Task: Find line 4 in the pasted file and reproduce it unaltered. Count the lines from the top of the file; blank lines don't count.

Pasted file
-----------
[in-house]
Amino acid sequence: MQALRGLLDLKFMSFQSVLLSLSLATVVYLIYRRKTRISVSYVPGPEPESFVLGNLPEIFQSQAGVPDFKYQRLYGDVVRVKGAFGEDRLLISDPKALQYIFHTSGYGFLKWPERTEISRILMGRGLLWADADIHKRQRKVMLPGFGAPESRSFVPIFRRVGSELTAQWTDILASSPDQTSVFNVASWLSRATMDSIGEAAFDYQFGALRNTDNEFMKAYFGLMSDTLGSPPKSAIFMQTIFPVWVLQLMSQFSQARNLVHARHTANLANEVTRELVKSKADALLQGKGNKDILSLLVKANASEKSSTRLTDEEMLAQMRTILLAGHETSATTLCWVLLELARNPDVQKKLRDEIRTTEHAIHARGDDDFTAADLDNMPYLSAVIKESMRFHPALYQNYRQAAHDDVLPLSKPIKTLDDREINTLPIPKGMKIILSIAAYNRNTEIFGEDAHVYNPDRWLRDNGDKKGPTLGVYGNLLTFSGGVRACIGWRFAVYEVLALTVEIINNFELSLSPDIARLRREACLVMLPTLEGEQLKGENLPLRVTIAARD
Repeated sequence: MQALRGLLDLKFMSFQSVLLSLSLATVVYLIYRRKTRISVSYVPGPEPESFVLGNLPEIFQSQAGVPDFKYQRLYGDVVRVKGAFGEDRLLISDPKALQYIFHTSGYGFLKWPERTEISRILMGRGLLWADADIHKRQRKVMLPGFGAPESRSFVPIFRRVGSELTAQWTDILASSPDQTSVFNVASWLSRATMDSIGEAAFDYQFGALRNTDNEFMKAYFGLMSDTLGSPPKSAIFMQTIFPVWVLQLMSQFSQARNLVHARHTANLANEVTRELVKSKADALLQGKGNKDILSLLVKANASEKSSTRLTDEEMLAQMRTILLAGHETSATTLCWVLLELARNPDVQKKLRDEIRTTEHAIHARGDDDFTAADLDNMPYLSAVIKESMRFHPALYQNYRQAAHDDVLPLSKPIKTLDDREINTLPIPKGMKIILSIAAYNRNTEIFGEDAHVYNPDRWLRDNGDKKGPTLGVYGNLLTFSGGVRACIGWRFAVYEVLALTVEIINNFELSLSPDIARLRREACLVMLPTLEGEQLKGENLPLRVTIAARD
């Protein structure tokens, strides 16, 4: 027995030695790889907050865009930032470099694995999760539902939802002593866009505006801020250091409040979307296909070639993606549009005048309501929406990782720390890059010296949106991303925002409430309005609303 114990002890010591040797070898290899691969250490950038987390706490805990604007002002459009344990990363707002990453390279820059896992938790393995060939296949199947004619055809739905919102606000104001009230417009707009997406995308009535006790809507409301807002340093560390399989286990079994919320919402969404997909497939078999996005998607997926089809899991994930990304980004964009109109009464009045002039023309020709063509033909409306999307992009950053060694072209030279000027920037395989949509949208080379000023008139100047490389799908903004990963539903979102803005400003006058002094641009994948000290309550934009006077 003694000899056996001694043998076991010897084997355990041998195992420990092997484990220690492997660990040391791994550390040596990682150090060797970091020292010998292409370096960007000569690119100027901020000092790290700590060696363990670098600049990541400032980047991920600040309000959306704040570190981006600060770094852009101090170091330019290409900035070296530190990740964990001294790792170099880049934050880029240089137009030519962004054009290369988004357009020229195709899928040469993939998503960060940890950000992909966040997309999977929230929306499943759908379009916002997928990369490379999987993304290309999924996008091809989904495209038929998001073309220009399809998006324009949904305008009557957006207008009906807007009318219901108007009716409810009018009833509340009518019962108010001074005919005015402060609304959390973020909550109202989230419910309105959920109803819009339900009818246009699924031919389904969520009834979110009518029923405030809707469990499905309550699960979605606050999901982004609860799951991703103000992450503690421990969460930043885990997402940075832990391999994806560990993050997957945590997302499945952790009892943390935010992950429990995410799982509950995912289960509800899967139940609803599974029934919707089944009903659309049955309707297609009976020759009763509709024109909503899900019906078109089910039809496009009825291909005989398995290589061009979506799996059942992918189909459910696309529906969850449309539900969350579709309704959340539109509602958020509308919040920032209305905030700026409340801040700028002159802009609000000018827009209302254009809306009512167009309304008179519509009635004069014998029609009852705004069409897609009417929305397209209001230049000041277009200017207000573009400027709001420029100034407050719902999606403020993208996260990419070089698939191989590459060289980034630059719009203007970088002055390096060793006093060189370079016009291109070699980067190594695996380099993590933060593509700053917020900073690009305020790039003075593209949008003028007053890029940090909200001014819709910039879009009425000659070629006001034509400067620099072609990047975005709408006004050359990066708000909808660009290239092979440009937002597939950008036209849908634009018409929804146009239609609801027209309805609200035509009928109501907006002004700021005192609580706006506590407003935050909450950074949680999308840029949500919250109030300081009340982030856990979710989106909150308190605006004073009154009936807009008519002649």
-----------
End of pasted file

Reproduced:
């Protein structure tokens, strides 16, 4: 027995030695790889907050865009930032470099694995999760539902939802002593866009505006801020250091409040979307296909070639993606549009005048309501929406990782720390890059010296949106991303925002409430309005609303 114990002890010591040797070898290899691969250490950038987390706490805990604007002002459009344990990363707002990453390279820059896992938790393995060939296949199947004619055809739905919102606000104001009230417009707009997406995308009535006790809507409301807002340093560390399989286990079994919320919402969404997909497939078999996005998607997926089809899991994930990304980004964009109109009464009045002039023309020709063509033909409306999307992009950053060694072209030279000027920037395989949509949208080379000023008139100047490389799908903004990963539903979102803005400003006058002094641009994948000290309550934009006077 003694000899056996001694043998076991010897084997355990041998195992420990092997484990220690492997660990040391791994550390040596990682150090060797970091020292010998292409370096960007000569690119100027901020000092790290700590060696363990670098600049990541400032980047991920600040309000959306704040570190981006600060770094852009101090170091330019290409900035070296530190990740964990001294790792170099880049934050880029240089137009030519962004054009290369988004357009020229195709899928040469993939998503960060940890950000992909966040997309999977929230929306499943759908379009916002997928990369490379999987993304290309999924996008091809989904495209038929998001073309220009399809998006324009949904305008009557957006207008009906807007009318219901108007009716409810009018009833509340009518019962108010001074005919005015402060609304959390973020909550109202989230419910309105959920109803819009339900009818246009699924031919389904969520009834979110009518029923405030809707469990499905309550699960979605606050999901982004609860799951991703103000992450503690421990969460930043885990997402940075832990391999994806560990993050997957945590997302499945952790009892943390935010992950429990995410799982509950995912289960509800899967139940609803599974029934919707089944009903659309049955309707297609009976020759009763509709024109909503899900019906078109089910039809496009009825291909005989398995290589061009979506799996059942992918189909459910696309529906969850449309539900969350579709309704959340539109509602958020509308919040920032209305905030700026409340801040700028002159802009609000000018827009209302254009809306009512167009309304008179519509009635004069014998029609009852705004069409897609009417929305397209209001230049000041277009200017207000573009400027709001420029100034407050719902999606403020993208996260990419070089698939191989590459060289980034630059719009203007970088002055390096060793006093060189370079016009291109070699980067190594695996380099993590933060593509700053917020900073690009305020790039003075593209949008003028007053890029940090909200001014819709910039879009009425000659070629006001034509400067620099072609990047975005709408006004050359990066708000909808660009290239092979440009937002597939950008036209849908634009018409929804146009239609609801027209309805609200035509009928109501907006002004700021005192609580706006506590407003935050909450950074949680999308840029949500919250109030300081009340982030856990979710989106909150308190605006004073009154009936807009008519002649």